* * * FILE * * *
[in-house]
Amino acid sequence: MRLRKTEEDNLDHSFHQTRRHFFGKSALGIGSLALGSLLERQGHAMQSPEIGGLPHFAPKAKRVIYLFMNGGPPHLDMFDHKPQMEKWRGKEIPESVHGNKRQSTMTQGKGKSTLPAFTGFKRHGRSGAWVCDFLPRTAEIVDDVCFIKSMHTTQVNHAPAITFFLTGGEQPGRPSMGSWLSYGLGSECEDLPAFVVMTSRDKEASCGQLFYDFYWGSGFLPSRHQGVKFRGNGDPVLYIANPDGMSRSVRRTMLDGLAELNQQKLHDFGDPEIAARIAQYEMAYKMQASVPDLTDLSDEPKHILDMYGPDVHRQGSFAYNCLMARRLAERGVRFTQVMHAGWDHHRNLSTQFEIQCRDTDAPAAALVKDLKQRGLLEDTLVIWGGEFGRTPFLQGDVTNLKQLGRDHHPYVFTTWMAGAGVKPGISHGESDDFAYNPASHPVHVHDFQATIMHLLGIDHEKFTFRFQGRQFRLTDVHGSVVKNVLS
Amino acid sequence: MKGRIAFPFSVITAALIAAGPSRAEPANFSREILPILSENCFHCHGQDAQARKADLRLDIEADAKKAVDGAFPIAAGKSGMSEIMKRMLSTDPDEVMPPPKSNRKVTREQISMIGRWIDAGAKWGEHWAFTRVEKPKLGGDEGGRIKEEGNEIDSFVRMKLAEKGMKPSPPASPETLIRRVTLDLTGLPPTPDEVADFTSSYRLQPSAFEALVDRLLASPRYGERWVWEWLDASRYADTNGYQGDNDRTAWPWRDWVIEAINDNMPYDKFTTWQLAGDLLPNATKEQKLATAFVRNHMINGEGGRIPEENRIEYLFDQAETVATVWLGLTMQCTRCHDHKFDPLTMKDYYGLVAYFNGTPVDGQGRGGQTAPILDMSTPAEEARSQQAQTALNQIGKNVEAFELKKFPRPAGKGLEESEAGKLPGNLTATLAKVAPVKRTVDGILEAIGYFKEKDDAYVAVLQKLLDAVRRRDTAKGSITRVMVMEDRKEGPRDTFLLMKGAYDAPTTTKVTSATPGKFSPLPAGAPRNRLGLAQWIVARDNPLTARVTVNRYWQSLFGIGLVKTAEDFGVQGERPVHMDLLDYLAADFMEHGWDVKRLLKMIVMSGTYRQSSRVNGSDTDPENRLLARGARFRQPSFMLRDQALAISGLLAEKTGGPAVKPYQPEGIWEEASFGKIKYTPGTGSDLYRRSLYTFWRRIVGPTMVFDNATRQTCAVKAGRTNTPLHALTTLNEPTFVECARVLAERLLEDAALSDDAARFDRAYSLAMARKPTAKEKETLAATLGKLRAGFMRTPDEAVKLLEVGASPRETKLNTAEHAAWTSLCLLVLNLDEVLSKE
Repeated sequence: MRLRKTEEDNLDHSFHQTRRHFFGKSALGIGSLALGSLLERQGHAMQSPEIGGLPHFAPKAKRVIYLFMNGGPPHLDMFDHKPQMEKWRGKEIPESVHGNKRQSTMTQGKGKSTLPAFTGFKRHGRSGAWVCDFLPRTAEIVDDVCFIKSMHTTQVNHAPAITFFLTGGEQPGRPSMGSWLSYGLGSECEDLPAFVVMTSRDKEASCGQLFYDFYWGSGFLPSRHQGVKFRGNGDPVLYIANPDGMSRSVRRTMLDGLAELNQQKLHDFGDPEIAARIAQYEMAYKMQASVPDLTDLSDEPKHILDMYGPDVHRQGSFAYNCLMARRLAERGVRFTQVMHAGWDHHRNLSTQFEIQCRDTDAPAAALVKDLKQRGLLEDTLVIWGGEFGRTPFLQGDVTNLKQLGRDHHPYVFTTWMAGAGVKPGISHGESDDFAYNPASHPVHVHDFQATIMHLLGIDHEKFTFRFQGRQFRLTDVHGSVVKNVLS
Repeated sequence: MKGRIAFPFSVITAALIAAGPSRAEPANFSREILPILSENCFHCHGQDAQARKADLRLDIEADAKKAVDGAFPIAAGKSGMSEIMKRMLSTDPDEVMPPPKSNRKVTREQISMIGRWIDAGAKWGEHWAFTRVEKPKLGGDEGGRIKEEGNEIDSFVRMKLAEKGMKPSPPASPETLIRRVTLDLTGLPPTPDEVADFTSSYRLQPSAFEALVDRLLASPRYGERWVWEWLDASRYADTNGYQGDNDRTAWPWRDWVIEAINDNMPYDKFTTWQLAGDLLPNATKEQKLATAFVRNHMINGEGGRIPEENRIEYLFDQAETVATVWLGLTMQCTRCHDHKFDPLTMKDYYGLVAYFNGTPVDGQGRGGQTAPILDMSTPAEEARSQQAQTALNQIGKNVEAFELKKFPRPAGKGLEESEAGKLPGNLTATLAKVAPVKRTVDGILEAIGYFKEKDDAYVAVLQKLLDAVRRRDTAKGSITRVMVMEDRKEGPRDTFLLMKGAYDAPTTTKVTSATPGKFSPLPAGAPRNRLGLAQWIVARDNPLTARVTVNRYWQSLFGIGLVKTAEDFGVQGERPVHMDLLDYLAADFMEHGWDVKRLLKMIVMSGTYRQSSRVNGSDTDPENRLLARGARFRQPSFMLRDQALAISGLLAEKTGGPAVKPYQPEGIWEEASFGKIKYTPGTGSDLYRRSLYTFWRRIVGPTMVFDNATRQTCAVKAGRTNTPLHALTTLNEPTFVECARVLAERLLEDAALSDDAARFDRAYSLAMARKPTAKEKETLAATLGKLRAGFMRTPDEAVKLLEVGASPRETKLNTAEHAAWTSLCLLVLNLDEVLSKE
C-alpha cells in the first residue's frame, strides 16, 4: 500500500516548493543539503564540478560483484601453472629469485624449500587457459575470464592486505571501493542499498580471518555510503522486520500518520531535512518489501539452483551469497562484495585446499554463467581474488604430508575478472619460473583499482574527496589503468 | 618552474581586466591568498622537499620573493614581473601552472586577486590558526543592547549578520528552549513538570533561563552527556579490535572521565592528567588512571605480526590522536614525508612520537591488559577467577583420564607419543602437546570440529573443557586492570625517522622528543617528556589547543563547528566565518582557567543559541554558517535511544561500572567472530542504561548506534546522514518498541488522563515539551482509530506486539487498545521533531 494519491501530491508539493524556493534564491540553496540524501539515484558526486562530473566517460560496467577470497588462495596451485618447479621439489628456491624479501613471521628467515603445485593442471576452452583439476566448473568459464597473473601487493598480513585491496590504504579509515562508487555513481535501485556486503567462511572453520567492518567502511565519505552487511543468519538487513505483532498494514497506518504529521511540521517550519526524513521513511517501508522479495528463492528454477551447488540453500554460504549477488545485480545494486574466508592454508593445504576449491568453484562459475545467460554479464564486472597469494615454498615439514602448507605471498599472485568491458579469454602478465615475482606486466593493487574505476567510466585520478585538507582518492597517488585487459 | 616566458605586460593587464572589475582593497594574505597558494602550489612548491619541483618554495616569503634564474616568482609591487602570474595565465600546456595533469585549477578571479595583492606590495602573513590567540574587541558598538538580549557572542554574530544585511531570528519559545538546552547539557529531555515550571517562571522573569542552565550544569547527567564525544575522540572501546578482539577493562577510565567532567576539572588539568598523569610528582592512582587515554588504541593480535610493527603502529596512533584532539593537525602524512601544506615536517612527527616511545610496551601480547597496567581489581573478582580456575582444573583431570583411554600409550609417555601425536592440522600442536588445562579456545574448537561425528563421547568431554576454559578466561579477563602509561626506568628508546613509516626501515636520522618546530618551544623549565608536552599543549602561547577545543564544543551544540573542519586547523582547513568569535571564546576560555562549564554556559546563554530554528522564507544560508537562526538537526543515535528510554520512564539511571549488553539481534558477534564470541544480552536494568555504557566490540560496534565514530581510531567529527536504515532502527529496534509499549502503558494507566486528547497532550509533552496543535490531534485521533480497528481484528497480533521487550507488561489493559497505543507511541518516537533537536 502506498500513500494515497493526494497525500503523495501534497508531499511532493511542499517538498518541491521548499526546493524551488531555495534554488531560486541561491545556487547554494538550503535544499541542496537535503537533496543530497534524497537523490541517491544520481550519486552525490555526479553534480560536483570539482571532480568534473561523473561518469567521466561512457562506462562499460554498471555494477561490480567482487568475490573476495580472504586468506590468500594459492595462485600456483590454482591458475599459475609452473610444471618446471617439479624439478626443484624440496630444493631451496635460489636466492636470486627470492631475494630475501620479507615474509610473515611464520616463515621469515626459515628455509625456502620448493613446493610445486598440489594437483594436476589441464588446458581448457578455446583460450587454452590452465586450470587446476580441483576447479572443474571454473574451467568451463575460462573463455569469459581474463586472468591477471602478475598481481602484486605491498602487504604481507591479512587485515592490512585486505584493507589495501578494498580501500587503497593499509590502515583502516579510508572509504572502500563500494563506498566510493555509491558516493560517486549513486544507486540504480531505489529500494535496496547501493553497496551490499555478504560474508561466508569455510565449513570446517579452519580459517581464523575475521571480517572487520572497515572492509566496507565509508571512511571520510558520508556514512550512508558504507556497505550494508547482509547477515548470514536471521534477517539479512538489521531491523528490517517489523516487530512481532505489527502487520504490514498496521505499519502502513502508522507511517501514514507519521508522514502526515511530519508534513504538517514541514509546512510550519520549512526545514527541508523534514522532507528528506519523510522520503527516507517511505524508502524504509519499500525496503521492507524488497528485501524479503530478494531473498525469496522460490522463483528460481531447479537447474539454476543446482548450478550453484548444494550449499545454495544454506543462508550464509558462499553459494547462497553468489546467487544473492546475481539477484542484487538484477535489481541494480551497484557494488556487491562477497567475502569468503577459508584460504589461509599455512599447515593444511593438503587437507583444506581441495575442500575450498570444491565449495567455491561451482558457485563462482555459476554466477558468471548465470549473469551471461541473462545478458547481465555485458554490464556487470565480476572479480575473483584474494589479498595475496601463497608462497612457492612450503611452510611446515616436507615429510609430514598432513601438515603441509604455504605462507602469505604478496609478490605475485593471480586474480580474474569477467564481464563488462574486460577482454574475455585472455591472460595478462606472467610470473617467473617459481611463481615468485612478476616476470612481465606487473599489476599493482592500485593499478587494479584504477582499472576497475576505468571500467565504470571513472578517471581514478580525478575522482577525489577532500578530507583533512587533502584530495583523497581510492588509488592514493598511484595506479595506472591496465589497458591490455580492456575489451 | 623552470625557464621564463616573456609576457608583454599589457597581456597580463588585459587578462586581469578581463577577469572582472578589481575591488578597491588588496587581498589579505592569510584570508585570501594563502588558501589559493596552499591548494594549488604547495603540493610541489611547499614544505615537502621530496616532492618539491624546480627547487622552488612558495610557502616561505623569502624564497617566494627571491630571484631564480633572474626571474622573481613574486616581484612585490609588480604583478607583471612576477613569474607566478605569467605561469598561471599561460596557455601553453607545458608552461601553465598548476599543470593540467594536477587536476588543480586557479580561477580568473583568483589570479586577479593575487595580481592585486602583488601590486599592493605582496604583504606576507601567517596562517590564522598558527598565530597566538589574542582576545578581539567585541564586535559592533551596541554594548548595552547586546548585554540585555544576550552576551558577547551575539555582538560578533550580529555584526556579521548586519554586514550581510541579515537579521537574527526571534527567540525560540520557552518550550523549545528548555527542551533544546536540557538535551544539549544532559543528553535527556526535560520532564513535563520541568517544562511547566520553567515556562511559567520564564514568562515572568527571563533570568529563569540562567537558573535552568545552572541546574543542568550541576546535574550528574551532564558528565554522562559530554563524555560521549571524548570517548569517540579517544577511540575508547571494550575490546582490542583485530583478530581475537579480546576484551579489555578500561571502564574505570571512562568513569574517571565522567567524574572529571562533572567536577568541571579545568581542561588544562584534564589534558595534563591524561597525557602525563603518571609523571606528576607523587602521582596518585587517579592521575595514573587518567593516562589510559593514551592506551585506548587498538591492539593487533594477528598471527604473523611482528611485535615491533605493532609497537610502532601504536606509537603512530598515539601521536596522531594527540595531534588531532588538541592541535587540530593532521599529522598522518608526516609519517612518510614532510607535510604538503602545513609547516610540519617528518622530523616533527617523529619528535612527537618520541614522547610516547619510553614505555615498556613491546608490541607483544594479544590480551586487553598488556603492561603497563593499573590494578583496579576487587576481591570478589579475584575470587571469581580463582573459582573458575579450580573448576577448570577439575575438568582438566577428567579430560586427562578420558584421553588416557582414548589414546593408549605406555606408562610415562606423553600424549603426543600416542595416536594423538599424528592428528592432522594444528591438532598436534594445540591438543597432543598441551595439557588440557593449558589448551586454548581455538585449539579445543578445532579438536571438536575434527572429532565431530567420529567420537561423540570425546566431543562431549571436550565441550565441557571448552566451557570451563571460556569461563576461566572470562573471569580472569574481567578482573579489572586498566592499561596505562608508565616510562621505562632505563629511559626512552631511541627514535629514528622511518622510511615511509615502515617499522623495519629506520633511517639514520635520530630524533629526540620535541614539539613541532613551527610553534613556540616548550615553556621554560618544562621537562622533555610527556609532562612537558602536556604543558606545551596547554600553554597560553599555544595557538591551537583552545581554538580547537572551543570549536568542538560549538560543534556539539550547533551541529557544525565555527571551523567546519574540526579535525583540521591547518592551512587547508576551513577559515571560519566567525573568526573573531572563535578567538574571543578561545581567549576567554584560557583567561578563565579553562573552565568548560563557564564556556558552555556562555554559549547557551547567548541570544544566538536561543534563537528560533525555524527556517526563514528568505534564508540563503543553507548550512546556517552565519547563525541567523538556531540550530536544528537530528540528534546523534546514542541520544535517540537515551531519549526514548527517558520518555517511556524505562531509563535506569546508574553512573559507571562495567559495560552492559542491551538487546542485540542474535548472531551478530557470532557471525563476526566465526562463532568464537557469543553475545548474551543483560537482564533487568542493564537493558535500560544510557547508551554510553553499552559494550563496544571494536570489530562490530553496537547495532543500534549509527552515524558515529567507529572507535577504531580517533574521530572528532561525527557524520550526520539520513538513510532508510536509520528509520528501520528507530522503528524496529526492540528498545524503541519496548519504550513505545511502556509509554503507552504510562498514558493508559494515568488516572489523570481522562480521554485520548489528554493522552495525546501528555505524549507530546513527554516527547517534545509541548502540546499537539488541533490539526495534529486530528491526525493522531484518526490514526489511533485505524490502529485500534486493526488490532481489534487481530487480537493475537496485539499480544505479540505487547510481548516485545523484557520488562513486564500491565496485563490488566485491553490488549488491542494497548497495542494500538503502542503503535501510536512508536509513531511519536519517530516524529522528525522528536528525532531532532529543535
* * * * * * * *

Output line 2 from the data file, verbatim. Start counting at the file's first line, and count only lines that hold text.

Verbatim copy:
Amino acid sequence: MRLRKTEEDNLDHSFHQTRRHFFGKSALGIGSLALGSLLERQGHAMQSPEIGGLPHFAPKAKRVIYLFMNGGPPHLDMFDHKPQMEKWRGKEIPESVHGNKRQSTMTQGKGKSTLPAFTGFKRHGRSGAWVCDFLPRTAEIVDDVCFIKSMHTTQVNHAPAITFFLTGGEQPGRPSMGSWLSYGLGSECEDLPAFVVMTSRDKEASCGQLFYDFYWGSGFLPSRHQGVKFRGNGDPVLYIANPDGMSRSVRRTMLDGLAELNQQKLHDFGDPEIAARIAQYEMAYKMQASVPDLTDLSDEPKHILDMYGPDVHRQGSFAYNCLMARRLAERGVRFTQVMHAGWDHHRNLSTQFEIQCRDTDAPAAALVKDLKQRGLLEDTLVIWGGEFGRTPFLQGDVTNLKQLGRDHHPYVFTTWMAGAGVKPGISHGESDDFAYNPASHPVHVHDFQATIMHLLGIDHEKFTFRFQGRQFRLTDVHGSVVKNVLS